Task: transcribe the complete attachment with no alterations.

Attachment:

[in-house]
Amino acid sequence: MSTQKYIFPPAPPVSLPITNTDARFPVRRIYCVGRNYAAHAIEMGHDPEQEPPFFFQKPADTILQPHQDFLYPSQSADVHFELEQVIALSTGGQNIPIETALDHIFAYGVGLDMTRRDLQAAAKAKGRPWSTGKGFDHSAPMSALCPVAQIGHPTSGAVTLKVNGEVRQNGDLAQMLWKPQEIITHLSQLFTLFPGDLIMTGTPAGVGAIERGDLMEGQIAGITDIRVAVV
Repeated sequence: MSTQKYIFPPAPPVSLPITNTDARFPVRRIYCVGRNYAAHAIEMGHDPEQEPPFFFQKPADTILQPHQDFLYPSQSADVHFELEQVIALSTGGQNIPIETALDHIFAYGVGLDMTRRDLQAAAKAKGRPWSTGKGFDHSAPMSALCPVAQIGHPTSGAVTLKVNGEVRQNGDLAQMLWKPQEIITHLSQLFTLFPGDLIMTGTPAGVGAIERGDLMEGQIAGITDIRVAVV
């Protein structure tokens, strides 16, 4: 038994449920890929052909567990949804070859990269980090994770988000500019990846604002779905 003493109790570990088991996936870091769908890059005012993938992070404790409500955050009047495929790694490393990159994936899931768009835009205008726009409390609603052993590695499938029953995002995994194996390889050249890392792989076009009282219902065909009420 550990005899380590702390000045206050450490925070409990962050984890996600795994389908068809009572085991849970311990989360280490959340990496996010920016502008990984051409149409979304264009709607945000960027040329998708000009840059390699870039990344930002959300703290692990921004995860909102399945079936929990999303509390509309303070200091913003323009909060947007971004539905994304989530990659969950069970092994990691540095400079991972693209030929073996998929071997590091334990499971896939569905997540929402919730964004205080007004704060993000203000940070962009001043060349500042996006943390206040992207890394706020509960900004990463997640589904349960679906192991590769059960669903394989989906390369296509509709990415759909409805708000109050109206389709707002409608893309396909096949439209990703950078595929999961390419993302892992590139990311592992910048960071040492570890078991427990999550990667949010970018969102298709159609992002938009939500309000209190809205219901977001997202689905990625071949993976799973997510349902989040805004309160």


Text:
[in-house]
Amino acid sequence: MSTQKYIFPPAPPVSLPITNTDARFPVRRIYCVGRNYAAHAIEMGHDPEQEPPFFFQKPADTILQPHQDFLYPSQSADVHFELEQVIALSTGGQNIPIETALDHIFAYGVGLDMTRRDLQAAAKAKGRPWSTGKGFDHSAPMSALCPVAQIGHPTSGAVTLKVNGEVRQNGDLAQMLWKPQEIITHLSQLFTLFPGDLIMTGTPAGVGAIERGDLMEGQIAGITDIRVAVV
Repeated sequence: MSTQKYIFPPAPPVSLPITNTDARFPVRRIYCVGRNYAAHAIEMGHDPEQEPPFFFQKPADTILQPHQDFLYPSQSADVHFELEQVIALSTGGQNIPIETALDHIFAYGVGLDMTRRDLQAAAKAKGRPWSTGKGFDHSAPMSALCPVAQIGHPTSGAVTLKVNGEVRQNGDLAQMLWKPQEIITHLSQLFTLFPGDLIMTGTPAGVGAIERGDLMEGQIAGITDIRVAVV
């Protein structure tokens, strides 16, 4: 038994449920890929052909567990949804070859990269980090994770988000500019990846604002779905 003493109790570990088991996936870091769908890059005012993938992070404790409500955050009047495929790694490393990159994936899931768009835009205008726009409390609603052993590695499938029953995002995994194996390889050249890392792989076009009282219902065909009420 550990005899380590702390000045206050450490925070409990962050984890996600795994389908068809009572085991849970311990989360280490959340990496996010920016502008990984051409149409979304264009709607945000960027040329998708000009840059390699870039990344930002959300703290692990921004995860909102399945079936929990999303509390509309303070200091913003323009909060947007971004539905994304989530990659969950069970092994990691540095400079991972693209030929073996998929071997590091334990499971896939569905997540929402919730964004205080007004704060993000203000940070962009001043060349500042996006943390206040992207890394706020509960900004990463997640589904349960679906192991590769059960669903394989989906390369296509509709990415759909409805708000109050109206389709707002409608893309396909096949439209990703950078595929999961390419993302892992590139990311592992910048960071040492570890078991427990999550990667949010970018969102298709159609992002938009939500309000209190809205219901977001997202689905990625071949993976799973997510349902989040805004309160």